Marcel Deiss Alsace Grand Cru Mambourg 2012 750ml
SKU 783706

Marcel Deiss Alsace Grand Cru Mambourg White Blend 2012

Alsace - France

Professional Wine Reviews for Marcel Deiss Alsace Grand Cru Mambourg White Blend 2012

Rated 96 by Robert Parker
Deiss's big and expressive 2012 Mambourg Grand Cru is one of the most fascinating dry-styled wines I have tasted during my visits in June 2015. Sourced from an extremely low-yielding field blend of Pinot Gris, Noir, Meunier, Blanc, and Beurot on magnesium-rich Oligocene limestones and marl conglomerates (12700 vines/ha), this white golden "Pinot" from the sunny top site above Sigolsheim is very deep, rich and precise on the concentrated nose that shows just a touch of new oak. Full-bodied, powerful and extremely complex on the palate, this salty and tension-filled wine reveals a vibrant and mineral soul with a firm and grippy tannin structure, and an impressive length. This is a kind of Montrachet if you will, but Jean-Michel Deiss would probably turn the limping comparison by saying that the Montrachet is just a Burgundian version of the Mambourg. Check also the Mambourg Gewurztraminer from Marc Tempé to find out more about the talents of this exceptional Alsatian Grand Cru.
Additional information »

Other Vintages: 2012 2011
12 Bottle
Check availability
Add 12 more to get fixed rate shipping

I've Had This
96 Robert Parker
94 Decanter

More wines available from Marcel Deiss

Marcel Deiss Alsace Grand Cru Mambourg White Blend 2012 Customer Reviews

Product Rating  

There have been no reviews for this product. Be first to .

Additional Information on Marcel Deiss Alsace Grand Cru Mambourg White Blend 2012

Winery: Marcel Deiss

Vintage: 2012

2012 has, so far been a positive year for wineries around the world. While it may be a little too early to speak of the wines being made in the northern hemisphere, European and North American wineries have already begun reporting that their harvesting season has been generally very good, and are predicting to continue with the kind of successes they saw in 2011. However, 2012 has been something of a late year for France, due to unpredictable weather throughout the summer, and the grapes were ripening considerably later than they did in 2011 (which was, admittedly, an exceptionally early year). French wineries are claiming, though, that this could well turn out to be advantageous, as the slow ripening will allow the resulting wines to express more flavour and features of the terroir they are grown in. The southern hemisphere has seen ideal climatic conditions in most of the key wine producing countries, and Australia and New Zealand particularly had a superb year, in particular with the Bordeaux varietal grapes that grow there and which love the humidity these countries received plenty of. Also enjoying a fantastic year for weather were wineries across Argentina and Chile, with the Mendoza region claiming that 2012 will be one of their best vintages of the past decade. Similar claims are being made across the Chilean wine regions, where Sauvignon Blanc and Cabernet Sauvignon had an especially good year. These two grape varietals also produced characterful wines on the coastal regions of South Africa this year.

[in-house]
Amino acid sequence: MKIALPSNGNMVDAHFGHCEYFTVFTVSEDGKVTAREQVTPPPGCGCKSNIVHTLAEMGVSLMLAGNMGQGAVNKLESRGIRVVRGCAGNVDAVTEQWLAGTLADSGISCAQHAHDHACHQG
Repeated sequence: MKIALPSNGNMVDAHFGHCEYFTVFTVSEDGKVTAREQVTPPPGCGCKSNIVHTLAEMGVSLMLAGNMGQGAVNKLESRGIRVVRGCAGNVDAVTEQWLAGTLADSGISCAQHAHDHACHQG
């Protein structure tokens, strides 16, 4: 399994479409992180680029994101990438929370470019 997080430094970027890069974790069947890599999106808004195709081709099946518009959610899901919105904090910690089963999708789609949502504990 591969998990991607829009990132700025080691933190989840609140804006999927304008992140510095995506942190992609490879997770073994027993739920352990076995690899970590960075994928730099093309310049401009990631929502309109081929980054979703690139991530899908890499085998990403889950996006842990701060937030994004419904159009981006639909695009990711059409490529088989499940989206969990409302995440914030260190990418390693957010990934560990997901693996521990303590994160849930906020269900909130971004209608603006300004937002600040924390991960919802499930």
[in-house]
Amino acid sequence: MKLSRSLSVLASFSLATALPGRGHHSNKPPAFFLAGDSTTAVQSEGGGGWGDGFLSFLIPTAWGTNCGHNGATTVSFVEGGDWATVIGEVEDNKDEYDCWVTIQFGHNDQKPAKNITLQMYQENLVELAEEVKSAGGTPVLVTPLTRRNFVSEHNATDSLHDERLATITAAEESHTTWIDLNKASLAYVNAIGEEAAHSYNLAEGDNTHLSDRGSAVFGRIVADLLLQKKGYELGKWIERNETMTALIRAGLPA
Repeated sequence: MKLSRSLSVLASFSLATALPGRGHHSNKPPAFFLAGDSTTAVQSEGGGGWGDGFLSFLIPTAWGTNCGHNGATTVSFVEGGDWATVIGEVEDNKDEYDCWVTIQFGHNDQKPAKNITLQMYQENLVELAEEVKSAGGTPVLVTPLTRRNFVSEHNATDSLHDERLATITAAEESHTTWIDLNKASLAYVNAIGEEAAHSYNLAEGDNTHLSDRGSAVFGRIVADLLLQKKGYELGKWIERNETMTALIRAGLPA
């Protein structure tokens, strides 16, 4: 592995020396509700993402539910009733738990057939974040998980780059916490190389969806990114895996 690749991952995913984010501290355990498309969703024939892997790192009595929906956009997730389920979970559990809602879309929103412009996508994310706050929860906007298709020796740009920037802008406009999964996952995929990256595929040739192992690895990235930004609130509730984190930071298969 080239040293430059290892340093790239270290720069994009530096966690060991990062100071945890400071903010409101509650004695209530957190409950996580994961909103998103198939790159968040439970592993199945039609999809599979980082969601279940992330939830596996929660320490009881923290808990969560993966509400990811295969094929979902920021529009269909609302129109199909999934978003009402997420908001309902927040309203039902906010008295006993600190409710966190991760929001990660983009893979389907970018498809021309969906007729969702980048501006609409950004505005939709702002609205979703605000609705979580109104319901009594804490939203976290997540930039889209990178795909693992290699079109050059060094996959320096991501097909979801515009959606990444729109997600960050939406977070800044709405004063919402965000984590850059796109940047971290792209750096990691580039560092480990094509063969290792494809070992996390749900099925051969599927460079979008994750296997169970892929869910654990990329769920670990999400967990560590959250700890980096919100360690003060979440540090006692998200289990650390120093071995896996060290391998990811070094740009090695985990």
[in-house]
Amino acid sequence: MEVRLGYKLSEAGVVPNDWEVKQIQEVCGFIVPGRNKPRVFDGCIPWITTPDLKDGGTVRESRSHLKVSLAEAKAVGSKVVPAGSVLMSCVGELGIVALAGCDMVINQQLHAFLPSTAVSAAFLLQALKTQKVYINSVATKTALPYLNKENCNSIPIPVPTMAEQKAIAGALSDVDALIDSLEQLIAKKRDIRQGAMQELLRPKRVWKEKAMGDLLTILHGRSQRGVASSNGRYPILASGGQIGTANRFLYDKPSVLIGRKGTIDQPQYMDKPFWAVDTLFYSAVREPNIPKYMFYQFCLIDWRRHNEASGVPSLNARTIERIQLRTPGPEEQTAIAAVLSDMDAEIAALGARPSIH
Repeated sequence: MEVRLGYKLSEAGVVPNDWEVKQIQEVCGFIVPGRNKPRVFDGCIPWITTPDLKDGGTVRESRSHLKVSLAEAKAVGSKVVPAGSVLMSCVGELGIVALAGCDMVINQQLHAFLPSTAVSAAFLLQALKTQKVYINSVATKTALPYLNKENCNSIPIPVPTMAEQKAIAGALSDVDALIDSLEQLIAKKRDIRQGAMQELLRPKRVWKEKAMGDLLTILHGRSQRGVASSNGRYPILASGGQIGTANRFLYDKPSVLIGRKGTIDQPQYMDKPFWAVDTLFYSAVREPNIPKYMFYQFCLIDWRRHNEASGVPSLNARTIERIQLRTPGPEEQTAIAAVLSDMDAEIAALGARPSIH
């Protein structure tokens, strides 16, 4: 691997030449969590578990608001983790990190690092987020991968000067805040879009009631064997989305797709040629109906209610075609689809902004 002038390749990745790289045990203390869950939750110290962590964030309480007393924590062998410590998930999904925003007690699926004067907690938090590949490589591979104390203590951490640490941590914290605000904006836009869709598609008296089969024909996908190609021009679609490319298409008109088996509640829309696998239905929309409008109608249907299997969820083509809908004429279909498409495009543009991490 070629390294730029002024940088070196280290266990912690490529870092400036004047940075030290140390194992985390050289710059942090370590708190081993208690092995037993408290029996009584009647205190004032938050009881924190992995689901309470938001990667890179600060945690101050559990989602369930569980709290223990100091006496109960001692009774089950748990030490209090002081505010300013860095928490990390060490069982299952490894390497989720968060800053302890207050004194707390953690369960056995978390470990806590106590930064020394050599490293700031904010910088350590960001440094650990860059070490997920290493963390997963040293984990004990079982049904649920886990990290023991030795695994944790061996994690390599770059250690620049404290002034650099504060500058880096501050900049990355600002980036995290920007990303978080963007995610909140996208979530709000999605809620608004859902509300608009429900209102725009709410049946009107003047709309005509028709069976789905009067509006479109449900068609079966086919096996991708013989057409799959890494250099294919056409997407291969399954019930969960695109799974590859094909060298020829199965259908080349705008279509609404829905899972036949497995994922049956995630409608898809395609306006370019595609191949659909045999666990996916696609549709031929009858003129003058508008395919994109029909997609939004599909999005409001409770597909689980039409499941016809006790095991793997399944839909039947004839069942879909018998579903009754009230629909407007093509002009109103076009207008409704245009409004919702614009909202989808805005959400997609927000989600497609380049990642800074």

Region: Alsace

For lovers of fine white and rosé wines, there are few regions in the world quite as good as France's Alsace. The region itself is a particularly fascinating one, as it has long been fought over by France and Germany, resulting in a culture and wine industry which is something of a blend of the two countries. Wines in Alsace are almost all white, although there are more wineries now producing the pale red or pinkish Pinot Noir wines which the region is also renowned for. Riesling, Gewurztraminer and Muscat are also grown in huge quantities across the Alsace, and most of the region's wines are made from these varietals. Overall, Alsace is a highly productive region of France, with over a hundred million liters of wine being produced annually from the nine permitted grape varietals the region grows.

Country: France

It is widely understood and accepted that the finest wines in the world come out of France. Whether you are drinking a vintage bottle from one of the famed Grand Cru wineries of Bordeaux - such as Chateau Margaux or Chateau Lafite-Rothschild - or a more simple and affordable bottle from one of the lesser known appellations in Burgundy, the likelihood is that the wine is packed full of intense and interesting flavors, and has a fine, balanced structure typical of almost all French produce. This reputation for excellence is taken extremely serious by the French, with dozens of regularly updated laws and regulations ensuring the quality and accurate labeling of wines. Such dedication and passion for fine wine, representative of the region in which it is produced, means customers can be assured that when they buy a bottle from France, they are buying something almost certain to please and delight.